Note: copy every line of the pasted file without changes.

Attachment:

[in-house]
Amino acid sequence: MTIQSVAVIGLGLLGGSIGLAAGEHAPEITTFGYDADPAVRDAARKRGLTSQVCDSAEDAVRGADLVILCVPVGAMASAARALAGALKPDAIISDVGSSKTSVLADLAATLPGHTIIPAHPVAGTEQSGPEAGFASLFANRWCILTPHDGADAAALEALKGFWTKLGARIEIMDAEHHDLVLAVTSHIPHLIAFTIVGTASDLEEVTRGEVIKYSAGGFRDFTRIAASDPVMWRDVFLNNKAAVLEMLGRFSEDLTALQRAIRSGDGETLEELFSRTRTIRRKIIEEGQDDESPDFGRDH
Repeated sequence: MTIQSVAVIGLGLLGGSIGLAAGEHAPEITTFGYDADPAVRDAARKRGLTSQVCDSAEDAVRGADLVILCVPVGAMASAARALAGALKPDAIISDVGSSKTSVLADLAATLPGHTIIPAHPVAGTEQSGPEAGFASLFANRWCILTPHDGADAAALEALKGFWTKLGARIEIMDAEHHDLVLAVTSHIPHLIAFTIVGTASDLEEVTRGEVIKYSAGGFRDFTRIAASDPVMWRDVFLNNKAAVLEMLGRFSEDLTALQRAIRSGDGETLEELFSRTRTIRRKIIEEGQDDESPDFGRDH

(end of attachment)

[in-house]
Amino acid sequence: MTIQSVAVIGLGLLGGSIGLAAGEHAPEITTFGYDADPAVRDAARKRGLTSQVCDSAEDAVRGADLVILCVPVGAMASAARALAGALKPDAIISDVGSSKTSVLADLAATLPGHTIIPAHPVAGTEQSGPEAGFASLFANRWCILTPHDGADAAALEALKGFWTKLGARIEIMDAEHHDLVLAVTSHIPHLIAFTIVGTASDLEEVTRGEVIKYSAGGFRDFTRIAASDPVMWRDVFLNNKAAVLEMLGRFSEDLTALQRAIRSGDGETLEELFSRTRTIRRKIIEEGQDDESPDFGRDH
Repeated sequence: MTIQSVAVIGLGLLGGSIGLAAGEHAPEITTFGYDADPAVRDAARKRGLTSQVCDSAEDAVRGADLVILCVPVGAMASAARALAGALKPDAIISDVGSSKTSVLADLAATLPGHTIIPAHPVAGTEQSGPEAGFASLFANRWCILTPHDGADAAALEALKGFWTKLGARIEIMDAEHHDLVLAVTSHIPHLIAFTIVGTASDLEEVTRGEVIKYSAGGFRDFTRIAASDPVMWRDVFLNNKAAVLEMLGRFSEDLTALQRAIRSGDGETLEELFSRTRTIRRKIIEEGQDDESPDFGRDH